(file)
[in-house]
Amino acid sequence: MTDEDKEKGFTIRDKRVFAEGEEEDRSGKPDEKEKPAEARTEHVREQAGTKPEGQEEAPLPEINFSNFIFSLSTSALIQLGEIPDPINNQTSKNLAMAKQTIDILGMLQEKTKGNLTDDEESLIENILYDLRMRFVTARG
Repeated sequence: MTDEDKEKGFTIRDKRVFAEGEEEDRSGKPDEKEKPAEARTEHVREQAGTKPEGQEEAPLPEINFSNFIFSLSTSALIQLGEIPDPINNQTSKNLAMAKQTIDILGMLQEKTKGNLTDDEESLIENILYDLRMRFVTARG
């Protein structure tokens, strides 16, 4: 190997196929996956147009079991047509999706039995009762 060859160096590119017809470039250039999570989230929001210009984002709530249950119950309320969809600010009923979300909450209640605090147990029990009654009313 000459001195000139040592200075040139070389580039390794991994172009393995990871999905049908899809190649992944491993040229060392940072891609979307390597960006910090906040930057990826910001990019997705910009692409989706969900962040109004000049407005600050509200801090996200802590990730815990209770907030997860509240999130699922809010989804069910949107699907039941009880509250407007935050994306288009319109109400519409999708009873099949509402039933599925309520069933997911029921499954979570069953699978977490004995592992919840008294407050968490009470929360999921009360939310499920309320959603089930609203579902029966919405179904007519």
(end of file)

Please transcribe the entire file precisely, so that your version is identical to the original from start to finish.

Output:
[in-house]
Amino acid sequence: MTDEDKEKGFTIRDKRVFAEGEEEDRSGKPDEKEKPAEARTEHVREQAGTKPEGQEEAPLPEINFSNFIFSLSTSALIQLGEIPDPINNQTSKNLAMAKQTIDILGMLQEKTKGNLTDDEESLIENILYDLRMRFVTARG
Repeated sequence: MTDEDKEKGFTIRDKRVFAEGEEEDRSGKPDEKEKPAEARTEHVREQAGTKPEGQEEAPLPEINFSNFIFSLSTSALIQLGEIPDPINNQTSKNLAMAKQTIDILGMLQEKTKGNLTDDEESLIENILYDLRMRFVTARG
């Protein structure tokens, strides 16, 4: 190997196929996956147009079991047509999706039995009762 060859160096590119017809470039250039999570989230929001210009984002709530249950119950309320969809600010009923979300909450209640605090147990029990009654009313 000459001195000139040592200075040139070389580039390794991994172009393995990871999905049908899809190649992944491993040229060392940072891609979307390597960006910090906040930057990826910001990019997705910009692409989706969900962040109004000049407005600050509200801090996200802590990730815990209770907030997860509240999130699922809010989804069910949107699907039941009880509250407007935050994306288009319109109400519409999708009873099949509402039933599925309520069933997911029921499954979570069953699978977490004995592992919840008294407050968490009470929360999921009360939310499920309320959603089930609203579902029966919405179904007519």